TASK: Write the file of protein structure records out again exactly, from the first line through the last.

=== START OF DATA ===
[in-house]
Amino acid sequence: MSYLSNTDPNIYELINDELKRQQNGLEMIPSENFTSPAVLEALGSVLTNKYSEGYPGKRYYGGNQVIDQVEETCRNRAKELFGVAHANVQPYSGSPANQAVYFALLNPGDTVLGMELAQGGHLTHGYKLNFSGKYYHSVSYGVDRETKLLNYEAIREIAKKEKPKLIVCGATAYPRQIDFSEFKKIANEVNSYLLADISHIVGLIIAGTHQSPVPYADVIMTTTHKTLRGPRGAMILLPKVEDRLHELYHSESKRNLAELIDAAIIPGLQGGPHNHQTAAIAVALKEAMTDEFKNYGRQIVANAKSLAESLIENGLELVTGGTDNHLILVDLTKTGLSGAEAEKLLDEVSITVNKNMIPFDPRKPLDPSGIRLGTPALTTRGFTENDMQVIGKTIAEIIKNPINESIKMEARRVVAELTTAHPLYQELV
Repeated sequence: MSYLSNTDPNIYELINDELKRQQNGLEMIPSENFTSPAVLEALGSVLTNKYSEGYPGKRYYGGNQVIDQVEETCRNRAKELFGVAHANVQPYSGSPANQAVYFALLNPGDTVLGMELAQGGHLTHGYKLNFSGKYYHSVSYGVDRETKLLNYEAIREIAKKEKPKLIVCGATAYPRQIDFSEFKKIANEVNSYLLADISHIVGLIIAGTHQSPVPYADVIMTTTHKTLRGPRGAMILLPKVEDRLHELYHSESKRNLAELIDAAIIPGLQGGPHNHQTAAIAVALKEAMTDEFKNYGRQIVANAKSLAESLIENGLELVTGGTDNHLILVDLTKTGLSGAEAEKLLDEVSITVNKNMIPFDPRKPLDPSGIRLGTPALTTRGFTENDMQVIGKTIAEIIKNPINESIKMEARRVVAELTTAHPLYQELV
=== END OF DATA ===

[in-house]
Amino acid sequence: MSYLSNTDPNIYELINDELKRQQNGLEMIPSENFTSPAVLEALGSVLTNKYSEGYPGKRYYGGNQVIDQVEETCRNRAKELFGVAHANVQPYSGSPANQAVYFALLNPGDTVLGMELAQGGHLTHGYKLNFSGKYYHSVSYGVDRETKLLNYEAIREIAKKEKPKLIVCGATAYPRQIDFSEFKKIANEVNSYLLADISHIVGLIIAGTHQSPVPYADVIMTTTHKTLRGPRGAMILLPKVEDRLHELYHSESKRNLAELIDAAIIPGLQGGPHNHQTAAIAVALKEAMTDEFKNYGRQIVANAKSLAESLIENGLELVTGGTDNHLILVDLTKTGLSGAEAEKLLDEVSITVNKNMIPFDPRKPLDPSGIRLGTPALTTRGFTENDMQVIGKTIAEIIKNPINESIKMEARRVVAELTTAHPLYQELV
Repeated sequence: MSYLSNTDPNIYELINDELKRQQNGLEMIPSENFTSPAVLEALGSVLTNKYSEGYPGKRYYGGNQVIDQVEETCRNRAKELFGVAHANVQPYSGSPANQAVYFALLNPGDTVLGMELAQGGHLTHGYKLNFSGKYYHSVSYGVDRETKLLNYEAIREIAKKEKPKLIVCGATAYPRQIDFSEFKKIANEVNSYLLADISHIVGLIIAGTHQSPVPYADVIMTTTHKTLRGPRGAMILLPKVEDRLHELYHSESKRNLAELIDAAIIPGLQGGPHNHQTAAIAVALKEAMTDEFKNYGRQIVANAKSLAESLIENGLELVTGGTDNHLILVDLTKTGLSGAEAEKLLDEVSITVNKNMIPFDPRKPLDPSGIRLGTPALTTRGFTENDMQVIGKTIAEIIKNPINESIKMEARRVVAELTTAHPLYQELV